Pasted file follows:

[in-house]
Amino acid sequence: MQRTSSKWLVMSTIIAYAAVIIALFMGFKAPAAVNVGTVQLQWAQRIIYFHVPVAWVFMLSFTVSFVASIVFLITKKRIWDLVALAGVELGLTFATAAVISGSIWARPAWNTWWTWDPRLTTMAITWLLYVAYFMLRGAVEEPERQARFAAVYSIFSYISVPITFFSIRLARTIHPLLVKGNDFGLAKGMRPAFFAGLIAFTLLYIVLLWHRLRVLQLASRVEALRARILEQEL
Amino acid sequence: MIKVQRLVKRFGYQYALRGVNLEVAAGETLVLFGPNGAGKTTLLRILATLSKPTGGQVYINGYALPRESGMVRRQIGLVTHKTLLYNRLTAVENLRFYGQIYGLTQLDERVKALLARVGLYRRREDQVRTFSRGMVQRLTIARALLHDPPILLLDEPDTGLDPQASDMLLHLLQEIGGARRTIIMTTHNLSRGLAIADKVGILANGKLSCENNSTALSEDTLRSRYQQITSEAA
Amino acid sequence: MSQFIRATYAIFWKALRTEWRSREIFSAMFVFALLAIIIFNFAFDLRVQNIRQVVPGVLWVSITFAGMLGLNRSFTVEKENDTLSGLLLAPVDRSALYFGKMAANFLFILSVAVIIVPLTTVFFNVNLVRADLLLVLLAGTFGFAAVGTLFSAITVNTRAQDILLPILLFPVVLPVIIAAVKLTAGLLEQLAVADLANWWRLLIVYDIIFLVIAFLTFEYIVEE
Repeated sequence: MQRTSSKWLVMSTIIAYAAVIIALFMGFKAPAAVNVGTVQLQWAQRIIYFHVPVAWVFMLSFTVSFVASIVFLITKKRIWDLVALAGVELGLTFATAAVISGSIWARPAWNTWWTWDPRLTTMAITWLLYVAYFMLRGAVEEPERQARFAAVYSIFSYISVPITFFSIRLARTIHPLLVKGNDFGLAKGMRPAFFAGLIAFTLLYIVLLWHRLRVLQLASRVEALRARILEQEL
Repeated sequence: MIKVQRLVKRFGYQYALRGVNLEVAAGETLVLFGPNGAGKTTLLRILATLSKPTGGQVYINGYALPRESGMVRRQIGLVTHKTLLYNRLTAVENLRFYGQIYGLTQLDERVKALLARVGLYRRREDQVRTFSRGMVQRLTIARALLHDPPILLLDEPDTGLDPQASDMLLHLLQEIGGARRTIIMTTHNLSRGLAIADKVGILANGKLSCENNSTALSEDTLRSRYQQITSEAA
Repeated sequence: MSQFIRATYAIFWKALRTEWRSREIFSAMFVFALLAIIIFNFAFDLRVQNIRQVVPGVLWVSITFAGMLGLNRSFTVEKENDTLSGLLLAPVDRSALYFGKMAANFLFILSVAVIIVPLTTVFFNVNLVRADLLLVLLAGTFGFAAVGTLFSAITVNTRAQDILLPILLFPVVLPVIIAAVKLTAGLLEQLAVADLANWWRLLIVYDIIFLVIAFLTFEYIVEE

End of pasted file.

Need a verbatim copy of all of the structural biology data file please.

[in-house]
Amino acid sequence: MQRTSSKWLVMSTIIAYAAVIIALFMGFKAPAAVNVGTVQLQWAQRIIYFHVPVAWVFMLSFTVSFVASIVFLITKKRIWDLVALAGVELGLTFATAAVISGSIWARPAWNTWWTWDPRLTTMAITWLLYVAYFMLRGAVEEPERQARFAAVYSIFSYISVPITFFSIRLARTIHPLLVKGNDFGLAKGMRPAFFAGLIAFTLLYIVLLWHRLRVLQLASRVEALRARILEQEL
Amino acid sequence: MIKVQRLVKRFGYQYALRGVNLEVAAGETLVLFGPNGAGKTTLLRILATLSKPTGGQVYINGYALPRESGMVRRQIGLVTHKTLLYNRLTAVENLRFYGQIYGLTQLDERVKALLARVGLYRRREDQVRTFSRGMVQRLTIARALLHDPPILLLDEPDTGLDPQASDMLLHLLQEIGGARRTIIMTTHNLSRGLAIADKVGILANGKLSCENNSTALSEDTLRSRYQQITSEAA
Amino acid sequence: MSQFIRATYAIFWKALRTEWRSREIFSAMFVFALLAIIIFNFAFDLRVQNIRQVVPGVLWVSITFAGMLGLNRSFTVEKENDTLSGLLLAPVDRSALYFGKMAANFLFILSVAVIIVPLTTVFFNVNLVRADLLLVLLAGTFGFAAVGTLFSAITVNTRAQDILLPILLFPVVLPVIIAAVKLTAGLLEQLAVADLANWWRLLIVYDIIFLVIAFLTFEYIVEE
Repeated sequence: MQRTSSKWLVMSTIIAYAAVIIALFMGFKAPAAVNVGTVQLQWAQRIIYFHVPVAWVFMLSFTVSFVASIVFLITKKRIWDLVALAGVELGLTFATAAVISGSIWARPAWNTWWTWDPRLTTMAITWLLYVAYFMLRGAVEEPERQARFAAVYSIFSYISVPITFFSIRLARTIHPLLVKGNDFGLAKGMRPAFFAGLIAFTLLYIVLLWHRLRVLQLASRVEALRARILEQEL
Repeated sequence: MIKVQRLVKRFGYQYALRGVNLEVAAGETLVLFGPNGAGKTTLLRILATLSKPTGGQVYINGYALPRESGMVRRQIGLVTHKTLLYNRLTAVENLRFYGQIYGLTQLDERVKALLARVGLYRRREDQVRTFSRGMVQRLTIARALLHDPPILLLDEPDTGLDPQASDMLLHLLQEIGGARRTIIMTTHNLSRGLAIADKVGILANGKLSCENNSTALSEDTLRSRYQQITSEAA
Repeated sequence: MSQFIRATYAIFWKALRTEWRSREIFSAMFVFALLAIIIFNFAFDLRVQNIRQVVPGVLWVSITFAGMLGLNRSFTVEKENDTLSGLLLAPVDRSALYFGKMAANFLFILSVAVIIVPLTTVFFNVNLVRADLLLVLLAGTFGFAAVGTLFSAITVNTRAQDILLPILLFPVVLPVIIAAVKLTAGLLEQLAVADLANWWRLLIVYDIIFLVIAFLTFEYIVEE